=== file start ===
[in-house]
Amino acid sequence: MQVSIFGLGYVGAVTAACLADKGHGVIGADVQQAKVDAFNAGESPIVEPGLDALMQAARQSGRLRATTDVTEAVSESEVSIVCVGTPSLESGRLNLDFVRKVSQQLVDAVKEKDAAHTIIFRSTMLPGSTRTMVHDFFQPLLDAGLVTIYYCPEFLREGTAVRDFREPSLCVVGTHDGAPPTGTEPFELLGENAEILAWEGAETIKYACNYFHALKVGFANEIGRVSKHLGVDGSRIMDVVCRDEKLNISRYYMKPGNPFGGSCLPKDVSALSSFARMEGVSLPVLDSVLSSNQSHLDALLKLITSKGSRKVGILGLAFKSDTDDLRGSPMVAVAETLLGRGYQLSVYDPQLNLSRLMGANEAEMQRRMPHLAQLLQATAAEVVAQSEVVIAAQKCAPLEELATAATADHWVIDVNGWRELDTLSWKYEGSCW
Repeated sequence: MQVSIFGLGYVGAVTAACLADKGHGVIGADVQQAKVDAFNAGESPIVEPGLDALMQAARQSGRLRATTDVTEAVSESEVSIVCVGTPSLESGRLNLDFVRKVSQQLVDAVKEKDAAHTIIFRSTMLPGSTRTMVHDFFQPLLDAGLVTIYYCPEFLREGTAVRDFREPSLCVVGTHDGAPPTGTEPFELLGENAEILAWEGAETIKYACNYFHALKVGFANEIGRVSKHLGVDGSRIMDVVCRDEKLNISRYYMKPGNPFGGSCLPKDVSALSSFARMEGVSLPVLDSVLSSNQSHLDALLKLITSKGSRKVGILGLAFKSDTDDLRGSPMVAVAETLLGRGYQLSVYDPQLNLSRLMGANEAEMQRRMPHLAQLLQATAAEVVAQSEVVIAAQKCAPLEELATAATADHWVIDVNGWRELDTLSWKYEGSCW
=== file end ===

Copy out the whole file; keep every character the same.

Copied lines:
[in-house]
Amino acid sequence: MQVSIFGLGYVGAVTAACLADKGHGVIGADVQQAKVDAFNAGESPIVEPGLDALMQAARQSGRLRATTDVTEAVSESEVSIVCVGTPSLESGRLNLDFVRKVSQQLVDAVKEKDAAHTIIFRSTMLPGSTRTMVHDFFQPLLDAGLVTIYYCPEFLREGTAVRDFREPSLCVVGTHDGAPPTGTEPFELLGENAEILAWEGAETIKYACNYFHALKVGFANEIGRVSKHLGVDGSRIMDVVCRDEKLNISRYYMKPGNPFGGSCLPKDVSALSSFARMEGVSLPVLDSVLSSNQSHLDALLKLITSKGSRKVGILGLAFKSDTDDLRGSPMVAVAETLLGRGYQLSVYDPQLNLSRLMGANEAEMQRRMPHLAQLLQATAAEVVAQSEVVIAAQKCAPLEELATAATADHWVIDVNGWRELDTLSWKYEGSCW
Repeated sequence: MQVSIFGLGYVGAVTAACLADKGHGVIGADVQQAKVDAFNAGESPIVEPGLDALMQAARQSGRLRATTDVTEAVSESEVSIVCVGTPSLESGRLNLDFVRKVSQQLVDAVKEKDAAHTIIFRSTMLPGSTRTMVHDFFQPLLDAGLVTIYYCPEFLREGTAVRDFREPSLCVVGTHDGAPPTGTEPFELLGENAEILAWEGAETIKYACNYFHALKVGFANEIGRVSKHLGVDGSRIMDVVCRDEKLNISRYYMKPGNPFGGSCLPKDVSALSSFARMEGVSLPVLDSVLSSNQSHLDALLKLITSKGSRKVGILGLAFKSDTDDLRGSPMVAVAETLLGRGYQLSVYDPQLNLSRLMGANEAEMQRRMPHLAQLLQATAAEVVAQSEVVIAAQKCAPLEELATAATADHWVIDVNGWRELDTLSWKYEGSCW